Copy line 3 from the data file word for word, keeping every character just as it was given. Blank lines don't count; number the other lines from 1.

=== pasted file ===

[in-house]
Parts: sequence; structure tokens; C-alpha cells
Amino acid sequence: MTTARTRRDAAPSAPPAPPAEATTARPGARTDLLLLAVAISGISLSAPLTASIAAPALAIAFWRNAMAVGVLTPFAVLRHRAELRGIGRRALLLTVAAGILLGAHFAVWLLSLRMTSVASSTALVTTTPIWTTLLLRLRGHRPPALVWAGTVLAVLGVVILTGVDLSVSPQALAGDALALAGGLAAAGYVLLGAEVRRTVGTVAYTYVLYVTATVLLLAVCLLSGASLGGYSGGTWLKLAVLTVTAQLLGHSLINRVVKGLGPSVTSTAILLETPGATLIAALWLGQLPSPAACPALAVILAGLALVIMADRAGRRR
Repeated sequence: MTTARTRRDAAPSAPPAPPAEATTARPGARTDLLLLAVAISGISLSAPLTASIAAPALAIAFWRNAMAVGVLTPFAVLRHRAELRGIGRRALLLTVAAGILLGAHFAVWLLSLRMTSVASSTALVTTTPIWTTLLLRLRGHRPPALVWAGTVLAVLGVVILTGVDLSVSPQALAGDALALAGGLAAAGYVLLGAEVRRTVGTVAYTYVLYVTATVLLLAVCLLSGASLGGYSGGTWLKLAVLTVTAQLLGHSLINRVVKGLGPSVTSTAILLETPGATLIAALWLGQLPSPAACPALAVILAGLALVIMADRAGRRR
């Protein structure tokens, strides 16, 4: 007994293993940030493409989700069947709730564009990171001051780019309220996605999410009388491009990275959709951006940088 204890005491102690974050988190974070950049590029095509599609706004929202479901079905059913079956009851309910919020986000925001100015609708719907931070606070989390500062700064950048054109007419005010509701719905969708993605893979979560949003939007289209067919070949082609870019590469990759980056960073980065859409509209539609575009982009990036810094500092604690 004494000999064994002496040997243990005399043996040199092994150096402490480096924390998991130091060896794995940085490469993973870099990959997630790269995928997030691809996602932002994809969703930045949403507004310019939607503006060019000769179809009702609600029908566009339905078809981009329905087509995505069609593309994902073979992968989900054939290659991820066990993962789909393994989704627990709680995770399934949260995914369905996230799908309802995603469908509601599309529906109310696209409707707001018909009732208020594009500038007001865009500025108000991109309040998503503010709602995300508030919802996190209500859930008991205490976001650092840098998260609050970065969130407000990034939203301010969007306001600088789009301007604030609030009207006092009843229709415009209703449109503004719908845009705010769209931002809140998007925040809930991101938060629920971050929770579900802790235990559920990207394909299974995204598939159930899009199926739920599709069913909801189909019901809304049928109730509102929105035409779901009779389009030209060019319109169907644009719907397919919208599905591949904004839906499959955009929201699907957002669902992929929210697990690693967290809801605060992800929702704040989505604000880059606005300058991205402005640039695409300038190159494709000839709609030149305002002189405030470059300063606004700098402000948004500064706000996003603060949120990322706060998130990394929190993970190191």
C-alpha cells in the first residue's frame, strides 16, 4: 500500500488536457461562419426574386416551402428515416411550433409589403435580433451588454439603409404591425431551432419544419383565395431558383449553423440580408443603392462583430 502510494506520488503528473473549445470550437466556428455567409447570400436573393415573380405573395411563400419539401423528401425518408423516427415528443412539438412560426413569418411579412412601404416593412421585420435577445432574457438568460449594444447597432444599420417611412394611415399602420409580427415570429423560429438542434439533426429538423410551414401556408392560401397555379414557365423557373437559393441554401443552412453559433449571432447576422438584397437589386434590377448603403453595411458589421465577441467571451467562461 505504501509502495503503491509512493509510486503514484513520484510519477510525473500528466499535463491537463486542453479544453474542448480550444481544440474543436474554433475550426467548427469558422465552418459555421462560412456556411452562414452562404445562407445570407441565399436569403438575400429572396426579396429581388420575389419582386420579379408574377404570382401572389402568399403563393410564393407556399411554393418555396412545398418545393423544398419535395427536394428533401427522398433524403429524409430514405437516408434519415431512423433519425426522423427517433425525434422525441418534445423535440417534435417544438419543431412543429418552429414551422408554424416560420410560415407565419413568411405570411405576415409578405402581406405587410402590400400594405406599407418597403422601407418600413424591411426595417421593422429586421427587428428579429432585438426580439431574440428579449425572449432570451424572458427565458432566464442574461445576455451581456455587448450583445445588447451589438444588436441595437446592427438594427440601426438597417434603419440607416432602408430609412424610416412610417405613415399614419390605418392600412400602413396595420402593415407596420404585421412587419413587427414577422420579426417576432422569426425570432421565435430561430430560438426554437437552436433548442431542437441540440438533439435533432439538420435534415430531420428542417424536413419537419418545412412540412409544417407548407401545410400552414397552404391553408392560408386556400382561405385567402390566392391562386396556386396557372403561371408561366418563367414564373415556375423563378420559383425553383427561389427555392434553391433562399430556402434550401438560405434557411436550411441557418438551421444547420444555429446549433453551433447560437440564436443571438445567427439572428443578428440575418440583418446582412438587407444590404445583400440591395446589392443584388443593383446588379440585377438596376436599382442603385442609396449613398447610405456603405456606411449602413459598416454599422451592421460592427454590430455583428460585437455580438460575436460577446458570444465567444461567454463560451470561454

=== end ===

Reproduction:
Amino acid sequence: MTTARTRRDAAPSAPPAPPAEATTARPGARTDLLLLAVAISGISLSAPLTASIAAPALAIAFWRNAMAVGVLTPFAVLRHRAELRGIGRRALLLTVAAGILLGAHFAVWLLSLRMTSVASSTALVTTTPIWTTLLLRLRGHRPPALVWAGTVLAVLGVVILTGVDLSVSPQALAGDALALAGGLAAAGYVLLGAEVRRTVGTVAYTYVLYVTATVLLLAVCLLSGASLGGYSGGTWLKLAVLTVTAQLLGHSLINRVVKGLGPSVTSTAILLETPGATLIAALWLGQLPSPAACPALAVILAGLALVIMADRAGRRR